Behind a gleaming black counter sat the tellers-unscreened and unprotected, since, in the event of a bank-raid, a kind of portcullis slices sideways into action, and traps the raiders inside. A few potted palms were postioned here and there, apparently at random.
I sat down on a slab of black marble which, in less austere surroundings, might have been called a banquette. Mr Lung was not a tall man. He stood.
Obviously, the surroundings were too austere for many of the Bank’s personnel, and already-in the executive suites on high- they had unrolled the Persian carpets, and secretaries sat perched on reproduction Chippendales chairs.
‘This’, Mr Lung began, in a proprietorial tone, ‘is one of the Top Ten Buildings of the World. Its construction is particularly ingenious.
‘It is,’ I nodded, glancing up at the cylindrical pylons and the colossal X-shaped cross-braces that keep the structure rigid.
‘So first,’ he continued, ‘I would like to emphasise its good points. As far as feng-shui is concerned, the situation is perfect. It is, in fact, the best stuation in the whole of Hong Kong.’
Feng-shui means ‘wind-and-water’. From the most ancient times the Chinese have believed that the Earth is a mirror of the Heavens, and that both are living sentient beings shot through and through with currents of energy-some positive, some negative- like the messages that course through our own central nervous systems.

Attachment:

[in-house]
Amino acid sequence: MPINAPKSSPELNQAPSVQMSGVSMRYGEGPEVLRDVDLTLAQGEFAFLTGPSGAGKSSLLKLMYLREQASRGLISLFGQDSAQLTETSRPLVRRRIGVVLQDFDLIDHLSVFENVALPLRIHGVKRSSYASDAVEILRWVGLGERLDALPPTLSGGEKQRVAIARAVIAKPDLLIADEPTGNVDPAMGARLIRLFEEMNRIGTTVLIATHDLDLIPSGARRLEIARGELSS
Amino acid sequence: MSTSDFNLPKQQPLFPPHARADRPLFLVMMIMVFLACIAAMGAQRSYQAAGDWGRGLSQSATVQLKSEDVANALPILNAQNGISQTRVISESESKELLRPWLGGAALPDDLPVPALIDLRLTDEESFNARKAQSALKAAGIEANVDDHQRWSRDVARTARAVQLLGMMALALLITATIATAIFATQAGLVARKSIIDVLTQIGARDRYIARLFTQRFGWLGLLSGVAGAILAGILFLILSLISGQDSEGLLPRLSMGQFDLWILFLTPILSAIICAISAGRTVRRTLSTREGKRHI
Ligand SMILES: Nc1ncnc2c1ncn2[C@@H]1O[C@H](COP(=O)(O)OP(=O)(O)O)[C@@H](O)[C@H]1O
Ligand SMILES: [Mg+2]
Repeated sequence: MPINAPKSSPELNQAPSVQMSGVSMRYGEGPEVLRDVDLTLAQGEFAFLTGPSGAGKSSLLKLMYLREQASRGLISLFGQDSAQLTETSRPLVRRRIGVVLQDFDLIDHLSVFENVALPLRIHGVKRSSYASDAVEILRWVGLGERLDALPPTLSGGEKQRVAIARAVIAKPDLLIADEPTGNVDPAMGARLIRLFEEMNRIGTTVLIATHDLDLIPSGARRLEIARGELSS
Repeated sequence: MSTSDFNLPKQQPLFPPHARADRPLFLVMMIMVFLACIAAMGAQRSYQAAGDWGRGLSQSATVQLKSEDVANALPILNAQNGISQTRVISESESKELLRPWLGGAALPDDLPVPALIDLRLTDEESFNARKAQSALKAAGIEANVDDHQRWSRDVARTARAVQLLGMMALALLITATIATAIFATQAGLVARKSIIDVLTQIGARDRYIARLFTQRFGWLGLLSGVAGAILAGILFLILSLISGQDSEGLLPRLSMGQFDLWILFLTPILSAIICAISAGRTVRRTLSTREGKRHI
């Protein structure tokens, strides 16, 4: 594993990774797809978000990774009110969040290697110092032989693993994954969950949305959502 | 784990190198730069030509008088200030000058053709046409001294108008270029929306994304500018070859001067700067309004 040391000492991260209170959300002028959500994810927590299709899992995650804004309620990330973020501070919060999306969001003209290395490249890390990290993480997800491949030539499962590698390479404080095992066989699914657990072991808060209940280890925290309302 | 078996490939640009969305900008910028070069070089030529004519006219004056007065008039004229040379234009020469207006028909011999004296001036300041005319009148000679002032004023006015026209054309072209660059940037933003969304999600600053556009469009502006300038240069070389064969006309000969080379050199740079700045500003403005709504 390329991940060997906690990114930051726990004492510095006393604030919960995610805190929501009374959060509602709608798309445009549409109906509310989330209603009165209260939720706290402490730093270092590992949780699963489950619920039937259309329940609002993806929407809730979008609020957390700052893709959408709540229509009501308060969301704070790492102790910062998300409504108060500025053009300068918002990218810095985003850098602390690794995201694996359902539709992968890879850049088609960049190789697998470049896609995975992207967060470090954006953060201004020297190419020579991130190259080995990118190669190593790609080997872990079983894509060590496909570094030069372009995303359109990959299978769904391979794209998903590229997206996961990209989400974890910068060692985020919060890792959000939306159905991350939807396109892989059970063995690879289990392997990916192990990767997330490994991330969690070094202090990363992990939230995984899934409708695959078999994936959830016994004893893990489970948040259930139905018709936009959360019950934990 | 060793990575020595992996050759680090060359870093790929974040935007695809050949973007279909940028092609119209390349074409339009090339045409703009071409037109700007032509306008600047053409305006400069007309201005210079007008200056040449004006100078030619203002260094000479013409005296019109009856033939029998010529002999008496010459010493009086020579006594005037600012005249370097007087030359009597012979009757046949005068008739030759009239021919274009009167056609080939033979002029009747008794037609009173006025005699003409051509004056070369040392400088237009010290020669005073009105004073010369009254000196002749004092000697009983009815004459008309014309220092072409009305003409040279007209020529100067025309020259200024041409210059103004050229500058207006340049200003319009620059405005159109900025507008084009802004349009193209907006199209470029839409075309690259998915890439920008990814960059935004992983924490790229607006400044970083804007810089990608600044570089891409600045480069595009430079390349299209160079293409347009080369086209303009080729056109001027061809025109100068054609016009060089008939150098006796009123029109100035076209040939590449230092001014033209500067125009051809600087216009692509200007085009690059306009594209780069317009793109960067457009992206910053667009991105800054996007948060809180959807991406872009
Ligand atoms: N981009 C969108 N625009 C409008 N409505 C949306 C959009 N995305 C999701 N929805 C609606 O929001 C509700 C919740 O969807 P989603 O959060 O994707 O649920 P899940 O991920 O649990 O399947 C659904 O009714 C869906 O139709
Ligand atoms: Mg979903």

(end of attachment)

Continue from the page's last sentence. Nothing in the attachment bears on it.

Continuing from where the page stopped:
The positive currents-those carrying good ‘chih’, or ‘life force’-are known as ‘dragon lines’. They are thought to follow the flow of underground water, and the direction of magnetic fields beneath the Earth’s surface.
The business of a geomancer is to make certain, with the help of a magnetic compass, that a building, a room, a grave or a marriage bed is aligned to one or the other of the ‘dragonlines’ and shielded from dangerous cross-currents. Without clearance from a feng-shui expert, even the most ‘westernised’ Chinese businessman is apt to get the jitters, to say nothing of his junior staff.
At lunch I happed to tell an ‘old China hand’, an Englishman, that the bank had taken the advice of a geomancer.
‘Yes,’ he replied. ‘It’s the kind of thing they would believe in.’
Yet we all feel that some houses are ‘happy’ and others have a ‘nasty atmosphere’. Only the Chinese have come up with cogent reasons why this should be so. Whoever presumes to mock feng-shui as a superstitious anachronism should recall its vital contributions to the making of the Chinese landscape, in which houses, temples and cities were always sited in harmony with trees and hills and water.